Wednesday, 31 May 2017

The Hiran Minar, Sheikhupura Pakistan

The Hiran Minar is one of the best known and most beautiful site used to be the favorite hunting spot of all Muslim rulers. Hiran Minar  or "The Deer Minaret" is 17th century Mughal-era complex located in the town of Sheikhupura, about 40 kilometers northwest of Lahore in the Pakistani province of Punjab. Hiran Minar was built at the site of a game reserve in honors of Mughal Emperor Jahangir's pet antelope, due to his fondness of nature and relationship between human’s pets and hunting.
Therefore, Hiran Minar was built during the reign of the Mughal Emperor Jahangir in a hunting reserve used by the Mughal royals. During the region of Emperor Salim from 1605 to 1627, Sheikhupura had the status of a royal hunting ground. The minaret itself was built in 1606 as a monument to Emperor Jahangir's beloved pet antelope, Mansiraj, or "Light of the Mind". Who had been trained to lure wild animals to the tank in order to be hunted?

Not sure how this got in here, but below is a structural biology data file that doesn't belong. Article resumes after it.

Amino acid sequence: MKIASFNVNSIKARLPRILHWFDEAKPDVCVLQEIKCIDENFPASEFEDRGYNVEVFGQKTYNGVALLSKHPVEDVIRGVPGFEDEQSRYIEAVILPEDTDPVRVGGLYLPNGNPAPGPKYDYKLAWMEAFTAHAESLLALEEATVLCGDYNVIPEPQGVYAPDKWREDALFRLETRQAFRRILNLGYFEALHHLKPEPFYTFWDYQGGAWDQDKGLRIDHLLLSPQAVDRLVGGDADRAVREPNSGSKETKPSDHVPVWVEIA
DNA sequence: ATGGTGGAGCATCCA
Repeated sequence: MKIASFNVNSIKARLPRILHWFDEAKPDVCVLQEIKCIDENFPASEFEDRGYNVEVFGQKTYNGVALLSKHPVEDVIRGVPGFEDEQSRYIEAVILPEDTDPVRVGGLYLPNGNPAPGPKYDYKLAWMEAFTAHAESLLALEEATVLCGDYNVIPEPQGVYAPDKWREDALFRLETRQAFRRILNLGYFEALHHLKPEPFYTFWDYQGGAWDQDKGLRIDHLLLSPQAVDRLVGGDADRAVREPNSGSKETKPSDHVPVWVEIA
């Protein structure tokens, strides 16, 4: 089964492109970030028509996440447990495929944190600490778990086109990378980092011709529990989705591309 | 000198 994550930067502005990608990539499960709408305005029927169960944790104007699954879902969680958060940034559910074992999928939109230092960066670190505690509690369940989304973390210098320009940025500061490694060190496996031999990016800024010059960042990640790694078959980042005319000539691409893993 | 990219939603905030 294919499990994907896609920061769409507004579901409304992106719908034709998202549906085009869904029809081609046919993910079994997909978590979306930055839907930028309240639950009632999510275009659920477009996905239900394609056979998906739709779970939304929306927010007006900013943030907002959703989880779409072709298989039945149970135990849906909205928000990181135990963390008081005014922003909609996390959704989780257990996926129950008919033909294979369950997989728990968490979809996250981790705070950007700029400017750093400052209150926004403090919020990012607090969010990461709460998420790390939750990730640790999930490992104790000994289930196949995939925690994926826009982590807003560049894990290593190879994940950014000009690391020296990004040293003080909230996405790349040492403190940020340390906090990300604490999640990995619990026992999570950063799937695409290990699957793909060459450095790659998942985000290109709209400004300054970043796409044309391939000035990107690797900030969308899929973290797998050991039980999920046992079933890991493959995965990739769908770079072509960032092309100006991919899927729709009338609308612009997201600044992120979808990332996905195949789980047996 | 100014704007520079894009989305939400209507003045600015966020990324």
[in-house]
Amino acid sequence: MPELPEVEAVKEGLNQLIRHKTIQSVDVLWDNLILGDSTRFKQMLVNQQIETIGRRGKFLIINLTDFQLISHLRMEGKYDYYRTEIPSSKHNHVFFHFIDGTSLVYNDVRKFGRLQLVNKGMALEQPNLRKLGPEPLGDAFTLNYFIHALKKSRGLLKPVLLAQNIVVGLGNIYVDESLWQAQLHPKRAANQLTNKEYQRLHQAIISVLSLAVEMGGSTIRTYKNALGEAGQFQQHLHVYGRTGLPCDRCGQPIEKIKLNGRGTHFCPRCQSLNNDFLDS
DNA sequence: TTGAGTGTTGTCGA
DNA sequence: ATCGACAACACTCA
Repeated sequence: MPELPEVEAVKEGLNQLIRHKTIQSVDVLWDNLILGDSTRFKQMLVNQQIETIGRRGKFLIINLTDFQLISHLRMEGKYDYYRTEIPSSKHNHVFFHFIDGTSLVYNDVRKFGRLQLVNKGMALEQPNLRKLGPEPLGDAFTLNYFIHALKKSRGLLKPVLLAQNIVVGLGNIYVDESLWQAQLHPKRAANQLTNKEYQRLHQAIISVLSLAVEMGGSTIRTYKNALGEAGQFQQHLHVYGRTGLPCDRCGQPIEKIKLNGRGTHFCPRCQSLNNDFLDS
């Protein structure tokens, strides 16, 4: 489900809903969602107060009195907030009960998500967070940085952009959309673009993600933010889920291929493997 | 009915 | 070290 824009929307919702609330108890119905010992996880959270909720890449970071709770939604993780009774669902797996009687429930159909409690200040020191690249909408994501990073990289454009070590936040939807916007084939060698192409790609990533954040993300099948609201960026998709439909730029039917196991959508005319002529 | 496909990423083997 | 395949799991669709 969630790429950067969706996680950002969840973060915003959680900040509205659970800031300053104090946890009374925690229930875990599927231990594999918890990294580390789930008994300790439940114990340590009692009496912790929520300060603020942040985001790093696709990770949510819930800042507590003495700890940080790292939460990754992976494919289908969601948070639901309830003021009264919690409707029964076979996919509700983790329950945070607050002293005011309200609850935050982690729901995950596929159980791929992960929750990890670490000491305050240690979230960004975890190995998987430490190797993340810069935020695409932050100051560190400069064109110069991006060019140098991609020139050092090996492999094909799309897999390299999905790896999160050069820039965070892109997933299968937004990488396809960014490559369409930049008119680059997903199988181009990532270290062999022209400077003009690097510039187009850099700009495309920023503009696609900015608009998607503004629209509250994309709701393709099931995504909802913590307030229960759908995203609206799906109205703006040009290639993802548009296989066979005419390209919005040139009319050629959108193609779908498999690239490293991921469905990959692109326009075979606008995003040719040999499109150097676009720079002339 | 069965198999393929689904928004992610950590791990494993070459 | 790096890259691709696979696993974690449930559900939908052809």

The practice of building such tomb-markers over the skulls of game animals is an ancient Persian custom. Mughal Emperor Jahangir ordered to build a tower and a grave for his deer, Mansraj, and he spotted a deer tried to kill, but accidentally killed his own favorite, Mansraj. The emperor becomes so sad that he ordered to bury deer in the ground where it died and build a tower called Hiran Minar. This is a very rare example of love towards a pet, a gesture of love towards wildlife in a time when the western world was even not familiar with such intentions.